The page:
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The Future for Home Heating – life without fossil fuels (NF87)

As the industry aims to respond to one of the aims of the Future Homes Standard: that in the future, no new homes should be heated by fossil fuels, including mains natural gas; this publication, prepared for the NHBC Foundation by Cutland Consulting Limited, explores the implications of designing and building low-energy homes without gas boilers.

Key technical issues and alternative heating solutions

It explains the key technical issues and considers alternative heating solutions; our need for hot water; and the requirement for new homes to be energy efficient. It examines the potential role of heat pumps, solar heating and photovoltaic systems and the place of energy storage.

Significant change for all

The non-gas home is a significant change, requiring housebuilders to rethink and redesign and for their supply chains to identify satisfactory solutions that are acceptable to consumers. It also represents a huge change for homeowners who will need to adapt their behaviours.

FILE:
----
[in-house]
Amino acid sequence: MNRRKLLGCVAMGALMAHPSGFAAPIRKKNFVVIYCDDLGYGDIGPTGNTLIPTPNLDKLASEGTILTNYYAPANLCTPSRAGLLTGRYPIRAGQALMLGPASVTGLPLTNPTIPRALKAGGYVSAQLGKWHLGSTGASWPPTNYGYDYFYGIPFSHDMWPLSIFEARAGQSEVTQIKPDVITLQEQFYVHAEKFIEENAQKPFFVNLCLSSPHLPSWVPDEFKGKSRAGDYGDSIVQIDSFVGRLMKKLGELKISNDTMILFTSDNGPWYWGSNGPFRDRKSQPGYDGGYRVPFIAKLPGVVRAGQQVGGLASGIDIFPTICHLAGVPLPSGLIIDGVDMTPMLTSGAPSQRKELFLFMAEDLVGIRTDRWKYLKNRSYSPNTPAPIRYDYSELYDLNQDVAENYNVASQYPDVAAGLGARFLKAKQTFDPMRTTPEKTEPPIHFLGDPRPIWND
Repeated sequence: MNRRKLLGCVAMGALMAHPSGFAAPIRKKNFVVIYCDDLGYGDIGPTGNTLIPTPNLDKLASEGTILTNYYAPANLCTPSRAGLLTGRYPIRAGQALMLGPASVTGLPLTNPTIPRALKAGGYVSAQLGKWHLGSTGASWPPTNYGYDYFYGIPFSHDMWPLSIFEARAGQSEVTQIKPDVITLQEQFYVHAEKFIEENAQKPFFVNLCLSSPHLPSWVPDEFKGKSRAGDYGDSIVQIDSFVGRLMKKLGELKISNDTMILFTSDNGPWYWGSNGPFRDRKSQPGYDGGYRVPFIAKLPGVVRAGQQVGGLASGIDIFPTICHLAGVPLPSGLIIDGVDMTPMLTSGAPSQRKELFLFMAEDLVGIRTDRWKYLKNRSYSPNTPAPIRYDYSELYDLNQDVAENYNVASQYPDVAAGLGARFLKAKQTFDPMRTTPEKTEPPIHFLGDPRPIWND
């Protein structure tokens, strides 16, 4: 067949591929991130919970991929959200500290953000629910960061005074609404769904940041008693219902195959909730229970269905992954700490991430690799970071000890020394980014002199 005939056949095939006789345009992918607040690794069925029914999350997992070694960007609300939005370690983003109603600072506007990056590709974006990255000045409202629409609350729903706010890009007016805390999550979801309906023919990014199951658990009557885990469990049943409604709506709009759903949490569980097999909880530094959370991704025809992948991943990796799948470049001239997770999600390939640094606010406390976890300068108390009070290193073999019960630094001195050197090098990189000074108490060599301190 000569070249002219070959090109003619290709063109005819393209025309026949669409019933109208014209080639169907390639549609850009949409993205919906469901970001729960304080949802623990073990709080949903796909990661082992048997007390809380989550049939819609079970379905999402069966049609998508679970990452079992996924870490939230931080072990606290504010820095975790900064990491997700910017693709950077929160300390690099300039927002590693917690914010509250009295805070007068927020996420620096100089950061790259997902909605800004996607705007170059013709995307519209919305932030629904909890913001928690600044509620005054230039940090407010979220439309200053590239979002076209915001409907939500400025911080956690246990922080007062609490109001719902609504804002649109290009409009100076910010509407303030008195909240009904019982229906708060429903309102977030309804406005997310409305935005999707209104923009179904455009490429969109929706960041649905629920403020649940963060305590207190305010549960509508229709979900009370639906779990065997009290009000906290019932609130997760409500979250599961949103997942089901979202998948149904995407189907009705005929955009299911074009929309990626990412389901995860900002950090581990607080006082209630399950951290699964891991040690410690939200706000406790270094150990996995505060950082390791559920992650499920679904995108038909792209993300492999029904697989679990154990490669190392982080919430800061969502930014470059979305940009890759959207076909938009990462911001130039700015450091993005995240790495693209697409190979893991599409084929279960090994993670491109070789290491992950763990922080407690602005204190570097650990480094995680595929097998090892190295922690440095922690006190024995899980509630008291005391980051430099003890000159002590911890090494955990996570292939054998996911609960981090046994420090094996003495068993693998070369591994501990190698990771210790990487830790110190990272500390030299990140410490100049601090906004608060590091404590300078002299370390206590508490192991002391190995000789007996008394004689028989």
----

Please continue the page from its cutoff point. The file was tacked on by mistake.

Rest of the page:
As we embark on this major re-evaluation of the way we design and deliver energy-efficient, low carbon new homes, this short review will help to begin that process of re-thinking.

Summary of content

This publication contains seven sections:

1 Introduction

2 The policy context

3 The basics of a low-energy, low-emissions home

4 Electric heating systems in the 2025 home

4.1 Principles

4.2 Types of heat pump

4.3 Heat emitters for heat pump systems

4.4 Heat pumps in houses

4.5 Heat pumps in apartments

5 Further issues to consider in the 2025 home

5.1 Water heating

5.2 Emitter sizing

5.3 Running costs, carbon emissions and Energy Performance Certificates

5.4 Midwinter performance

5.5 Noise (internal and external), and other Planning requirements

5.6 Maintenance

5.7 Cooling using heat pumps

5.8 Direct electric heaters in apartments

5.9 Cooking

5.10 Electrical supply capacity

5.11 Skills shortages

5.12 The performance gap

6 Non-electric heating in the 2025 home

6.1 Heat networks and combined heat and power (CHP)

6.2 Hydrogen

6.3 Biofuels

7 Summary and conclusions